Simandhar Swami

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Simandhar Swami
Tirthankara
Simandhar Swami
Shri Simandhar Swami

Simandhar Swami is a living Tirthankara, an Arihant, who is said to be currently present on another world in the Jain mythological universe.

Where is Simandhar Swami?[edit]

Tirthankara Simandhar Swami resides on Mahavideh Kshetra, another land within the Jain mythological universe (see Jain cosmology).[1][2][3]

The five lands of the Bharat Kshetra are currently in the 5th Ara (a degraded time-cycle in which Tirthankaras do not incarnate).[4][5] The most recent Tirthankara present on Bharat Kshetra (present world) was Mahavira, whom historians estimate lived between 599-527 BCE, the last in a cycle of 24 Tirthankaras.[6][7]

On Mahavideh Kshetra, the 4th Ara (a spiritually elevated time-cycle) exists continuously. There, living Tirthankaras perpetually incarnate.[8][4] There are 5 Mahavideh Kshetras, each being a separate land. At present, there are 4 Tirthankars residing in each Mahavideh Kshetra. Thus there are a total of 20 Tirthankaras residing there, Simandhar Swami being one among them.[2][9]

Details of Simandhar Swami’s Life[edit]

Simandhar Swami is a living Tirthankar, an Arihant, who is said to be currently present on another world in the Jain mythological universe.[10][11] The Arihant Tirthankara Lord Simandhar Swami is currently 150,000 years old, and has a remaining lifespan of 125,000 years. [12][13] He lives in the city of Pundarikgiri, the capital of Pushpakalavati, one of 32 geographical divisions on Mahavideh Kshetra.[2][14][15] Pundarikgiri is ruled by King Shreyans, who is Simandhar Swami’s father. His mother is Queen Satyaki. While pregnant with Simandhar Swami, Queen Satyaki had a sequence of 14/16 (swetambar/digambar belief) dreams indicating that she would give birth to a Tirthankar.[16][17] Simandhar Swami was born with three complete aspects of Gnan, Self-knowledge:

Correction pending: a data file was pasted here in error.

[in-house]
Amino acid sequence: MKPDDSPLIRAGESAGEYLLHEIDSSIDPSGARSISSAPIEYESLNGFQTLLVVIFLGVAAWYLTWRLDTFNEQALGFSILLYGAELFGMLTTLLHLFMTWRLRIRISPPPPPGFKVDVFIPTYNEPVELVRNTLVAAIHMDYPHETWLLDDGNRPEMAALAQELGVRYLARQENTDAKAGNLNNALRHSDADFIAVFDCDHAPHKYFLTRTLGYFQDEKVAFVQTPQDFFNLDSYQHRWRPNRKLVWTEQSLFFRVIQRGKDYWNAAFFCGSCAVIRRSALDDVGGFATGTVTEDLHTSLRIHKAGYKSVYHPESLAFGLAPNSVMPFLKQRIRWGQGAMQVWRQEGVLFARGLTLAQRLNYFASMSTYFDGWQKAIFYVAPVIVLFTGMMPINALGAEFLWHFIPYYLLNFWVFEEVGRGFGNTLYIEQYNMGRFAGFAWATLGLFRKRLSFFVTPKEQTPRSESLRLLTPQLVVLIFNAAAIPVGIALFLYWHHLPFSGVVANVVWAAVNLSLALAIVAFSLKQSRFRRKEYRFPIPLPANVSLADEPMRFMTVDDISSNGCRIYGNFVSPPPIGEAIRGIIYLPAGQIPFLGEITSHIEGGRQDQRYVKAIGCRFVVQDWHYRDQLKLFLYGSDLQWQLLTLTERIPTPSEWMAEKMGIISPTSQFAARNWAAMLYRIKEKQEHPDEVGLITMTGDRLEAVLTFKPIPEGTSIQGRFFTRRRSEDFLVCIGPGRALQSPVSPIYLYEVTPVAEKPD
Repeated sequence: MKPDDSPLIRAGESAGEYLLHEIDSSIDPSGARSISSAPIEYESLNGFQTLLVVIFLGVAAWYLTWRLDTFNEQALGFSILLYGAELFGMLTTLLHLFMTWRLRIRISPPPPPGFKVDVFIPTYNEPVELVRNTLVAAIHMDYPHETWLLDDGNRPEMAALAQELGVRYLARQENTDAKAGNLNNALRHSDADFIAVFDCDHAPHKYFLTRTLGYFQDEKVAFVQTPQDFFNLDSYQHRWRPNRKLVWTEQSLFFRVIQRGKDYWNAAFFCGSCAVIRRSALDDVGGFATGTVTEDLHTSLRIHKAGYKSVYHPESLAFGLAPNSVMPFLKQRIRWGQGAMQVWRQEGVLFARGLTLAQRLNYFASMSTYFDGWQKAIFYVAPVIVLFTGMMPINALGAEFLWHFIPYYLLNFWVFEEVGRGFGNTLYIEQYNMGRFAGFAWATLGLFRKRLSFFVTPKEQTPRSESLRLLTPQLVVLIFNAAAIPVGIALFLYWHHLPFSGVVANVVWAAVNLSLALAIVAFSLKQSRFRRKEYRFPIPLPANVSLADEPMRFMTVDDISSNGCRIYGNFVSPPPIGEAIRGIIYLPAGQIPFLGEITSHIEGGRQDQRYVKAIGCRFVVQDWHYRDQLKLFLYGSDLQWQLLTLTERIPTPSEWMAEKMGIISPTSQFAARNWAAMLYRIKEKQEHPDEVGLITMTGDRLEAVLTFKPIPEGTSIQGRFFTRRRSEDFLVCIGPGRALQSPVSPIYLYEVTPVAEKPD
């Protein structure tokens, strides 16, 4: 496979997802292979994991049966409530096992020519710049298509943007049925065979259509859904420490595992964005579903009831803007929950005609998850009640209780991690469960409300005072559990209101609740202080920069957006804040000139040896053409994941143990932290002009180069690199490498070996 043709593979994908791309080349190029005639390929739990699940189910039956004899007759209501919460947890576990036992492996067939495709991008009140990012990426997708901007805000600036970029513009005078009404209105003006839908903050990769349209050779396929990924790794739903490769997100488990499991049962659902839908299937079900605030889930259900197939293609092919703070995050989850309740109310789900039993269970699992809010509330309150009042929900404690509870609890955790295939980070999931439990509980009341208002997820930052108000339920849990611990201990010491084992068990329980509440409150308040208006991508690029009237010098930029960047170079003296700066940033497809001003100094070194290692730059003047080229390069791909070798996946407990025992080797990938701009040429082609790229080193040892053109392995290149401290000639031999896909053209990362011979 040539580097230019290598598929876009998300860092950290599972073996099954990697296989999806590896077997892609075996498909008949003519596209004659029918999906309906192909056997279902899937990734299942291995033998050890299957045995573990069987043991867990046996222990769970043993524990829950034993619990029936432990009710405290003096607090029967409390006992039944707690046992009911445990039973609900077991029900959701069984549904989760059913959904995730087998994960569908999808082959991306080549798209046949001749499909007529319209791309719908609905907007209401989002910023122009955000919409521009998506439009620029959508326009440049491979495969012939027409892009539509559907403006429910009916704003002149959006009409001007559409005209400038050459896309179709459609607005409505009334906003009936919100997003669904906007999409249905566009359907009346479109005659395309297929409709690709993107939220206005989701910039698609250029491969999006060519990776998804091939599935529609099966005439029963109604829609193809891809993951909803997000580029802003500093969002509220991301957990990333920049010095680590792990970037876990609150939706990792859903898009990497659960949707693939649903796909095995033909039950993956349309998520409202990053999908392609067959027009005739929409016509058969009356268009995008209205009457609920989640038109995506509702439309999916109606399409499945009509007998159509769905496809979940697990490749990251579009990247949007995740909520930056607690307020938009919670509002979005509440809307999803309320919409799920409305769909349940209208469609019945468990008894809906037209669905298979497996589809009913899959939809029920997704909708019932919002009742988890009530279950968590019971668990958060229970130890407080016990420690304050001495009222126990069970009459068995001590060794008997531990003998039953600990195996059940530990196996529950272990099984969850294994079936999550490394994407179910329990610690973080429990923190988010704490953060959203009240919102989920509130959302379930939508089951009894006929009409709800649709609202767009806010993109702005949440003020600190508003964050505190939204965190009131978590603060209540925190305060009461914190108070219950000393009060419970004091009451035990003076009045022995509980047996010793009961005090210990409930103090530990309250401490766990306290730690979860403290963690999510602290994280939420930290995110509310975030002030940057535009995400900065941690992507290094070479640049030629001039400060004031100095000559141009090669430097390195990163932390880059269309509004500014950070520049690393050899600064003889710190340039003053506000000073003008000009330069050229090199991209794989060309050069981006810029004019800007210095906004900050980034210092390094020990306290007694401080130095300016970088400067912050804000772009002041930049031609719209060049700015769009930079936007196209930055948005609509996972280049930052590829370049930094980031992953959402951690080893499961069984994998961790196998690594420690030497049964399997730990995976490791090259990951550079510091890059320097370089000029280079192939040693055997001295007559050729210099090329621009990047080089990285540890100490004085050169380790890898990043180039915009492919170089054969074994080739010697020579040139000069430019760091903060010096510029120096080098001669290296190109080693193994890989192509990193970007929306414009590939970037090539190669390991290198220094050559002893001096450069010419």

As a young adult, he married Rukamani Devi and then, later in life, took diksha, renunciation from worldly life.[16]

Simandhar Swami’s height is 500 dhanushya, approximately 1,500 feet, which is considered an average height for the people of Mahavideh Kshetra.[2]

Main Temples[edit]

Reported Contact with Simandhar Swami[edit]

The following spiritual teachers have reported personal contact with Simandhar Swami, and credit him with influencing their teaching:

Notes[edit]

  1. ^ Natubhai Shah 2004.
  2. ^ a b c d University, Jain, Mahavideh Kshetra (PDF), Jain University 
  3. ^ Darshan, Jain. "Mahavideh Kshetra" (PDF). Jain Darshan. 
  4. ^ a b Jainism, My. "Kaal Chakra" (PDF). My Jainism. 
  5. ^ Jaini 1998, pp. 30–32.
  6. ^ "Jain Meditation". 
  7. ^ Jaini 1998, pp. 1–41.
  8. ^ Tirthankaras, Jain. "24 Tirthankaras". Jain Tirthankaras. 
  9. ^ Atmadharma.com. "Adhyatma Pravachanratnatray" (PDF). Atmadharma.com. 
  10. ^ Pravin K Shah, pp. 1–3.
  11. ^ Umich. "Arihants". Umich.edu. 
  12. ^ http://www.trimandir.org/lord-simandhar-swami/about-simandhar-swami/
  13. ^ Gnani Purush Dadashri 2005, p. 24.
  14. ^ Gyan, Jain. "Mahavideh Kshetra". Jain Gyan. Retrieved 27 November 2013. 
  15. ^ Gnani Purush Dadashri 2005, p. 15.
  16. ^ a b World, Jain. "Simandhar Swami". Jain World. Retrieved 25 November 2013. 
  17. ^ Dalal, Deepika, Arihant Simandhar Swami (PDF), JAINA, p. 3 
  18. ^ Jaini 1998, p. 3.
  19. ^ "Jain Square". 
  20. ^ Hill, Ponnur. "Kundakund Acharya". 
  21. ^ Natubhai Shah 2004, p. 67.
  22. ^ Dundas 2002.
  23. ^ "Malaiya". 
  24. ^ King & Brockington 2005, p. 219.

References[edit]